Hebron Shooter’s Lawyers to Appeal Verdict, Sentencing Set for January 15

Despite calls from politicians for Elor Azaria to be pardoned, the pardon process would be lengthy and complex.

Israelis protest in support of Elor Azaria outside his trial in Tel Aviv, January 4, 2017.
JACK GUEZ/AFP

The decision to convict soldier Elor Azaria of manslaughter over the killing of a prone Palestinian assailant in Hebron last March will be appealed, his attorneys said on Wednesday.

High-profile lawyer Yoram Sheftel, who is also a radio personality, will be joining the legal defense team, Azaria family spokesmgan Sharon Gal said.

Now that Azaria has been found guilty of killing Abdel Fattah al-Sharif, sentencing in the case will proceed before the three-judge military court panel that found him guilty.

Security for the three has been stepped up in light of the passions that Azaria’s conviction has engendered among parts of the public. When Wednesday’s proceedings concluded, the military prosecutor in the case, Lt. Col. (Res.) Nadav Weisman, was also provided a security detail.

The sentencing has been scheduled for January 15. Usually, defendants charged with serious offenses such as manslaughter are held in custody until the end of legal proceedings, but in Azaria’s case, he was confined to his base instead. The decision was made by then-Brig. Gen. Judge Doron Piles, now a major general and president of the military appeals court. Azaria has spent the past nine months at his division command headquarters at the Nahshonim army base.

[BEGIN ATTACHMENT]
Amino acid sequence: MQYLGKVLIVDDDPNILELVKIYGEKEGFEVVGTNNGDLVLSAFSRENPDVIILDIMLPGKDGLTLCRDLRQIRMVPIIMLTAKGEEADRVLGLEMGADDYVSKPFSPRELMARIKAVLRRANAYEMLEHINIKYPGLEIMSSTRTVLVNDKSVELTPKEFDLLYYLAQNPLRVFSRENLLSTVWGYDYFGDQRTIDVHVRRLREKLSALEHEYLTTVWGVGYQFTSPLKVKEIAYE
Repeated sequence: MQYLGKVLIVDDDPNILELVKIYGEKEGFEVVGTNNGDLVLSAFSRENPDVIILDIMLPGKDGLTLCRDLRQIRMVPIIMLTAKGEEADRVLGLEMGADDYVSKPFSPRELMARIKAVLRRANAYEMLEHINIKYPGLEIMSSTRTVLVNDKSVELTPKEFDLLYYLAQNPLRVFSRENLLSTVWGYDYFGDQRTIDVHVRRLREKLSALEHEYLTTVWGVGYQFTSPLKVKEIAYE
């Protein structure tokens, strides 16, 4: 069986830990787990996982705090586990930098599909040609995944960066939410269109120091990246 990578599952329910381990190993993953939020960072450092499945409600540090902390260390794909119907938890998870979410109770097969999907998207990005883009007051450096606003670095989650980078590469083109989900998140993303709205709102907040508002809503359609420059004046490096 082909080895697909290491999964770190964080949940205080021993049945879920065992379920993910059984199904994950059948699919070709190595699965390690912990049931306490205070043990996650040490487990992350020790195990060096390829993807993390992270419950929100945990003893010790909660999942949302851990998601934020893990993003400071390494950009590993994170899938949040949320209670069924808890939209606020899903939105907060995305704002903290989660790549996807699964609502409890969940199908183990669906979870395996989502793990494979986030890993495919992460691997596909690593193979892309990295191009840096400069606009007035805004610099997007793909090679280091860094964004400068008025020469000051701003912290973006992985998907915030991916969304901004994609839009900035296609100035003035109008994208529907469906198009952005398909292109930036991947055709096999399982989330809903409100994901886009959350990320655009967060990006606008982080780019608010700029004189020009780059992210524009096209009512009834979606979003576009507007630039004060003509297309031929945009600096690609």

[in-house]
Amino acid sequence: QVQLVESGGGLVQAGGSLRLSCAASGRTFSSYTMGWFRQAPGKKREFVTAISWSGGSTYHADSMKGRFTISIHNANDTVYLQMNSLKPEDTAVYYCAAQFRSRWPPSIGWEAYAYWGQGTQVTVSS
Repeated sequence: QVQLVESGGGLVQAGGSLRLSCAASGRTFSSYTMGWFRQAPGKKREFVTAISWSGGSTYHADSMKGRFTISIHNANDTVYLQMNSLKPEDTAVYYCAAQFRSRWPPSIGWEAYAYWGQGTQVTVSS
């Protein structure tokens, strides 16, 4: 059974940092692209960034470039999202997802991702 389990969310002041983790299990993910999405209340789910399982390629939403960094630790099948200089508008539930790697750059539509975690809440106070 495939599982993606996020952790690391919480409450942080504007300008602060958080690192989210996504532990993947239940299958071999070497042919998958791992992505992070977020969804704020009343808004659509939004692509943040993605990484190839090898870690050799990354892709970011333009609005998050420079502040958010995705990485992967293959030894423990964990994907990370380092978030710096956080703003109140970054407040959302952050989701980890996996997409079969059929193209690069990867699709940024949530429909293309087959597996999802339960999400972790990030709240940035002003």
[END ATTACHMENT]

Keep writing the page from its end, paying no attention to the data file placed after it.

The fact that Azaria was confined to base and not in prison means that his time at the base would not be credited toward any prison sentence, although the judges might take this confinement to base into consideration when sentencing.

Culture and Sports Minister Miri Regev sent a letter to Defense Minister Avigdor Lieberman seeking a pardon for Azaria, and Education Minister Naftali Bennett said Wednesday that the soldier should be pardoned immediately.

In private conversations, Lieberman himself has not ruled out the prospect, but the process of a pardon, which is granted by Israel’s president, is long and complex. The request to the president must come from the convicted defendant or his family, seeking a complete pardon or a reduced sentence, with supporting reasons.

The presidential spokesperson’s office said the process can only begin once the verdict is final and will be considered along with the recommendations of the relevant parties, which in Azaria’s case would include the military advocate general, Brig. Gen. Sharon Afek, and the head of the IDF’s Manpower Directorate Brig. Gen. Moti Almoz, as well as Defense Minister Lieberman and IDF Chief of Staff Gadi Eisenkot.

In addition, there is a separate procedure providing for the possible reduction of a sentence of those convicted of criminal offenses in the army. Senior commanders have the authority to reduce such sentences, for example by commuting actual jail time to a period of probation – but that would only be possible once Azaria is sentenced. If Azaria appeals his conviction, the sentence will be handed down by the military appeals court and the chief of staff would have the authority to reduce the charges.